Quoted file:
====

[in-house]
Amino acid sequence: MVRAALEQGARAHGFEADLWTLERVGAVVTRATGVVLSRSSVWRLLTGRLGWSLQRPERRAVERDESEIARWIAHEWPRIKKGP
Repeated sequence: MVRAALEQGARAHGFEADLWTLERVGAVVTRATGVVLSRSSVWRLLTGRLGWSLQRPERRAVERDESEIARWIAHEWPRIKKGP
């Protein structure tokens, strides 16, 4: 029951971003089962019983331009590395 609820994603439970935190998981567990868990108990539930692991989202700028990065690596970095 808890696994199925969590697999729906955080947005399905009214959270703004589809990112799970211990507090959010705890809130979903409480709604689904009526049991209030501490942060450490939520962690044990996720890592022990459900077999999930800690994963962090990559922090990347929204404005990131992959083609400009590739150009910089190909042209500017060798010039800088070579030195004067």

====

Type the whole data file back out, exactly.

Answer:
[in-house]
Amino acid sequence: MVRAALEQGARAHGFEADLWTLERVGAVVTRATGVVLSRSSVWRLLTGRLGWSLQRPERRAVERDESEIARWIAHEWPRIKKGP
Repeated sequence: MVRAALEQGARAHGFEADLWTLERVGAVVTRATGVVLSRSSVWRLLTGRLGWSLQRPERRAVERDESEIARWIAHEWPRIKKGP
């Protein structure tokens, strides 16, 4: 029951971003089962019983331009590395 609820994603439970935190998981567990868990108990539930692991989202700028990065690596970095 808890696994199925969590697999729906955080947005399905009214959270703004589809990112799970211990507090959010705890809130979903409480709604689904009526049991209030501490942060450490939520962690044990996720890592022990459900077999999930800690994963962090990559922090990347929204404005990131992959083609400009590739150009910089190909042209500017060798010039800088070579030195004067």